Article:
In an interview, James doubled down with his critique of both Fulop and Sweeney, focusing particularly on Fulop.

James pointed to how earlier this month, Murphy's campaign filed an eight-page complaint with the state Election Law Enforcement Commission accusing Fulop of using his mayoral campaign funds to run for governor.

James then noted how a meeting organized by supporters of Baraka, a staunch ally of Fulop, meant to encourage Fulop's potential run for governor was canceled only one day after Murphy mentioned the meeting of Baraka supporters in his ELEC complaint against Fulop.

James also highlighted questions that have arisen following court filings last month that mentioned Fulop's representation prior to his election as Jersey City mayor of a Port Authority tenant, Foreign Auto Preparation Service, or FAPS, which owed $2.8 million in rent and fees to the agency.

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Former Mayor Sharpe James praises Phil Murphy and lambasts Senate President Steve Sweeney and Jersey City Mayor Steve Fulop.

According to the filings, Fulop discussed some kind of agreement in September 2012 with David Wildstein. Wildstein, who then served as a Port Authority executive, later pleaded guilty to involvement in Bridgegate for his role in closing access lanes to the George Washington Bridge because Fort Lee’s mayor, a Democrat, declined to endorse Christie in his re-election bid.

"[Fulop and Sweeney] have issues," said James, the still popular politician who stopped to take selfies with a stream of well-wishers. "And if you declare your candidacy for governor, then these issues become a public issue. Fulop worked for FAPS. No one knows his salary. No one knows nothing. We need transparency."

Fulop senior adviser Michael Soliman called James' critique an outright lie.

"While Steve Fulop is focused on fighting for the people of Jersey City, it's unfortunate that people affiliated with Phil Murphy's campaign want to outright lie about Mayor Fulop's record," Soliman said. "It's abundantly clear that Phil Murphy has no traction, so he and his allies have resorted to doing and saying anything to get even an inch closer. It's shameful and desperate. Here's what we've learned - Phil is trying to be the next [former Democratic Governor] Jon Corzine, only his desperation sets him apart."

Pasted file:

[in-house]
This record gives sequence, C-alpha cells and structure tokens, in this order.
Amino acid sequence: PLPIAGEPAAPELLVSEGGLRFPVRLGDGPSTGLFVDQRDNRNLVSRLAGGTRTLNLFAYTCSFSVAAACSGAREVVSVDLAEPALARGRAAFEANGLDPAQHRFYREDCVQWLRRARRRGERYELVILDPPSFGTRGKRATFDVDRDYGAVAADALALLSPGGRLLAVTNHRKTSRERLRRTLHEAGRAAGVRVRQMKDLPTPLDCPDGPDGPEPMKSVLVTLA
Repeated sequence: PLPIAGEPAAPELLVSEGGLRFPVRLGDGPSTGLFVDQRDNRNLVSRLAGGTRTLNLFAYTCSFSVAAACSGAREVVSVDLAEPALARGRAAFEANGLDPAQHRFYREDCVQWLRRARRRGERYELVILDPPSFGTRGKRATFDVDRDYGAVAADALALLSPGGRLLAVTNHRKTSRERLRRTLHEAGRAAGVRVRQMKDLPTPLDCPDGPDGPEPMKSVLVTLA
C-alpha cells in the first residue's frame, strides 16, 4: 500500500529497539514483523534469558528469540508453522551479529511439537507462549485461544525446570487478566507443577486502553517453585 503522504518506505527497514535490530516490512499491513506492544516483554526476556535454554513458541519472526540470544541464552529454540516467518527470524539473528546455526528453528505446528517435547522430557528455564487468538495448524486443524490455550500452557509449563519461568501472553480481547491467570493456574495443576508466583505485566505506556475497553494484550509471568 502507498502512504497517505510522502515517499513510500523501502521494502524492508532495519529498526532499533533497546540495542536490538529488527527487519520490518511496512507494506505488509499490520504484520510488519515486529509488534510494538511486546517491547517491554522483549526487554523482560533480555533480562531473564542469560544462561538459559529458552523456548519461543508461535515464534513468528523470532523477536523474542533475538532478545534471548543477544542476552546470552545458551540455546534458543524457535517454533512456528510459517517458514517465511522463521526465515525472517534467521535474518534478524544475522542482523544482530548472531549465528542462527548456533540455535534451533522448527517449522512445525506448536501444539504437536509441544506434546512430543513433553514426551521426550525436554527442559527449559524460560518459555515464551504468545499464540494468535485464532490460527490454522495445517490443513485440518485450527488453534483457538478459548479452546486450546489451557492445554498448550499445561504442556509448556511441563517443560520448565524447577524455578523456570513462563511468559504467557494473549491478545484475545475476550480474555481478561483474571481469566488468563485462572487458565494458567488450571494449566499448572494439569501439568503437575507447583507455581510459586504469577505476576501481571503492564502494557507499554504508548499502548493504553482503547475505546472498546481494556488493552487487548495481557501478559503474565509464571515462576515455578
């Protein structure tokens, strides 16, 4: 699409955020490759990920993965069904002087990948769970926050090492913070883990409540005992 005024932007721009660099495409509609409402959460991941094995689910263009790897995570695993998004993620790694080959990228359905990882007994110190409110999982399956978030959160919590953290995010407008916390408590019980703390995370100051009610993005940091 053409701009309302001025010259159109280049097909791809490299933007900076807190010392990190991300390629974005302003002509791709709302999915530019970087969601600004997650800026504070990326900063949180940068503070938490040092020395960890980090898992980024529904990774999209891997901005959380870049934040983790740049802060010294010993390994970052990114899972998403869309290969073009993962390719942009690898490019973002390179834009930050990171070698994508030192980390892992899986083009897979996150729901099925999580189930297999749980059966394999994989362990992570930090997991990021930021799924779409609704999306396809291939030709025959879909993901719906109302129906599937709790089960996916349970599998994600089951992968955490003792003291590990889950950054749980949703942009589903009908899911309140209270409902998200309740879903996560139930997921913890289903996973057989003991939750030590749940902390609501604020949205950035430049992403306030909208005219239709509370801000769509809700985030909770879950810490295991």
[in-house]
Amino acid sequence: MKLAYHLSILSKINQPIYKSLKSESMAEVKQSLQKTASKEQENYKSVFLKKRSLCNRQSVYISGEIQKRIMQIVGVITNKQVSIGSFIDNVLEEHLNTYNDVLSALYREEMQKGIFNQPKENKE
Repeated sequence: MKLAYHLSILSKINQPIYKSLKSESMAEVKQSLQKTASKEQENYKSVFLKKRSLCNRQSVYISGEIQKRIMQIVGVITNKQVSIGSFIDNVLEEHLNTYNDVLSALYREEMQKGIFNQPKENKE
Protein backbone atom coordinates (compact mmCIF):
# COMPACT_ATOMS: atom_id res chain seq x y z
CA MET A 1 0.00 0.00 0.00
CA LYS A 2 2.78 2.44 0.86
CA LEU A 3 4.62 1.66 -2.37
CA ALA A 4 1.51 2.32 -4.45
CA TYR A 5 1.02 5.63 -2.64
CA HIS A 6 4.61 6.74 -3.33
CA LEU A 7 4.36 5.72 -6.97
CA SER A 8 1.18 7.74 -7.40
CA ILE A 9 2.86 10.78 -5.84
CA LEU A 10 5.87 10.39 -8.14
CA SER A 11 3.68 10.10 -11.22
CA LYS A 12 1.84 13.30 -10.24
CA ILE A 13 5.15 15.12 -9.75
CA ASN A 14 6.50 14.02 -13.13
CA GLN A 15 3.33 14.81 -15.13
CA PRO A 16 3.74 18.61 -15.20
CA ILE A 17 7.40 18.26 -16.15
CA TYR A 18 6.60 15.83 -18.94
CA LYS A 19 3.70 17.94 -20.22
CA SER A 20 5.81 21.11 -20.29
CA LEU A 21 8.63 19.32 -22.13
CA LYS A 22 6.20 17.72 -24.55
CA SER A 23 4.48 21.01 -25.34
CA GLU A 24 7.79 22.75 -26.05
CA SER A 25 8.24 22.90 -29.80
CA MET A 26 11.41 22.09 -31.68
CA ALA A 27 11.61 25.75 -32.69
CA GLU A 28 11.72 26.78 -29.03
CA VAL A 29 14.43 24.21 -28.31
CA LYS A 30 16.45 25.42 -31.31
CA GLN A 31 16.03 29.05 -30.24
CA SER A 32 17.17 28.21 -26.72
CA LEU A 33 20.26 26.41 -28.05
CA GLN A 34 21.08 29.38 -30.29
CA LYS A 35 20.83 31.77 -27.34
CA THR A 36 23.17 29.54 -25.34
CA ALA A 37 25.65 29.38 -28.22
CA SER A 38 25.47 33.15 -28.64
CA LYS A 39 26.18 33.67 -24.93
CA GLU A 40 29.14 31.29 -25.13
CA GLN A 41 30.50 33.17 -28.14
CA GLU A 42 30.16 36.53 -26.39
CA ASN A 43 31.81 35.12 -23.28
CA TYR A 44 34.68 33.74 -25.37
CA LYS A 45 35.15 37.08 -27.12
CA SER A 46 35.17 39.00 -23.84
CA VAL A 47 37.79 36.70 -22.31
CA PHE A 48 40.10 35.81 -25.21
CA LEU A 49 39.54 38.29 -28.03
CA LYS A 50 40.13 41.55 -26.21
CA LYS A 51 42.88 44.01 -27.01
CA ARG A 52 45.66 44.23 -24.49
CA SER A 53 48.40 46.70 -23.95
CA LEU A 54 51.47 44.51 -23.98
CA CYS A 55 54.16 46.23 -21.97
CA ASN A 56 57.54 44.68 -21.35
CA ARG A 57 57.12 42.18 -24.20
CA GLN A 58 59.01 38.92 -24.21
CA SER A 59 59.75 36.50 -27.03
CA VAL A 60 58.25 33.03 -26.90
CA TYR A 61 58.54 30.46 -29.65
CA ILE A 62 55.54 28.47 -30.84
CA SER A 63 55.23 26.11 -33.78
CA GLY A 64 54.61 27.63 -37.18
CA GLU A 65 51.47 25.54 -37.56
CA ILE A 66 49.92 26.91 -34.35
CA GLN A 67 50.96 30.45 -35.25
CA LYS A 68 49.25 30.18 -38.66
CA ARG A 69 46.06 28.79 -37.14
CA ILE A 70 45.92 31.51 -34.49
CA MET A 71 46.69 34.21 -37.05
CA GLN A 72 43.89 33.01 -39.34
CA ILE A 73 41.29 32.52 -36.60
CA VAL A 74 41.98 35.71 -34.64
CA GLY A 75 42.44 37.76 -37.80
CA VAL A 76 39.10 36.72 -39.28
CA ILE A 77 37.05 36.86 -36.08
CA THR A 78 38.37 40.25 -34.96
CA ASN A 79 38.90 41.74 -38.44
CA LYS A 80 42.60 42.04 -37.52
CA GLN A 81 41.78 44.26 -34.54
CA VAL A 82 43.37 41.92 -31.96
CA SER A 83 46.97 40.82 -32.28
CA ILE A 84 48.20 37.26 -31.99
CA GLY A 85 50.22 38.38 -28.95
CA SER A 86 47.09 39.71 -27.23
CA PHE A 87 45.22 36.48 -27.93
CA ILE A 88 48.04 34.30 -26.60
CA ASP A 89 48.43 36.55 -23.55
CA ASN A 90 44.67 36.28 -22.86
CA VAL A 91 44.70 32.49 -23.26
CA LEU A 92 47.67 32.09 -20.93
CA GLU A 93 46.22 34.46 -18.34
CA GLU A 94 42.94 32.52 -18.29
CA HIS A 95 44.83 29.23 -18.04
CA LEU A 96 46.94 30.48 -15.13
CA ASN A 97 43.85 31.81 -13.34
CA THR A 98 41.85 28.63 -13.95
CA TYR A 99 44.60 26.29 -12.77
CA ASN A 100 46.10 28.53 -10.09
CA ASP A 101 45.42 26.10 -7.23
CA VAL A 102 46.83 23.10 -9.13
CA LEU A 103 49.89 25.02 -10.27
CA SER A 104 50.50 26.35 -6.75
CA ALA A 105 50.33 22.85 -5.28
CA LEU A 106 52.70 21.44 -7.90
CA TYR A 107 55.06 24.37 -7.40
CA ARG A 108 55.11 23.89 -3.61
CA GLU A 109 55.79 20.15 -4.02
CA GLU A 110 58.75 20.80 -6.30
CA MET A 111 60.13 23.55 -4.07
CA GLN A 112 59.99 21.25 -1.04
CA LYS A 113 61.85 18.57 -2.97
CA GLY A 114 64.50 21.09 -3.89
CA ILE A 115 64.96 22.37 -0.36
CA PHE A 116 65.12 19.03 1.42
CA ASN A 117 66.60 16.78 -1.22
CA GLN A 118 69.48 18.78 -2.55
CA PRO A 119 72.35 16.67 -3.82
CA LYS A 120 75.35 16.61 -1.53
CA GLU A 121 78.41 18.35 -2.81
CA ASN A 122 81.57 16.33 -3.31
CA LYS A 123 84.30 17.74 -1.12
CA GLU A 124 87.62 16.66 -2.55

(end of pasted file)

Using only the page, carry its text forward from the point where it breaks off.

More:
Representatives of Senate President Sweeney did not immediately return calls seeking comment.

Murphy, a former Goldman Sachs executive, reiterated a key economic policy proposal during the town hall meeting that he introduced at Newark's NJIT campus last week: the creation of a public bank, owned by the people of New Jersey, designed to make investments in and for New Jersey.

"[A public bank] can play a very important role working with community banks like City National Bank to give them more capital to allow that capital to get to small businesses which right now are being starved," Murphy said in an interview. "That's the reason why they're not growing."

City resident Karim Aquil Sharif came to hear Murphy speak in the hope of finding a Democratic gubernatorial candidate that will help Newark grow.

"I think that corporations are coming back to Newark and are investing back into the city, but they need to come into the neighborhoods and build them up, not just downtown," said Sharif, a retired chef who lives in Newark's Central Ward.

"I'm looking for someone to make that happen," he said. "And I'm going to be watching to see which candidate wants to show up here in Newark to make it happen along with all of my neighbors. We're all going to be up into this race. At least this guy Murphy is willing to come to our community and meet with us and give us an introduction as to what he's about. He acts like he wants to win."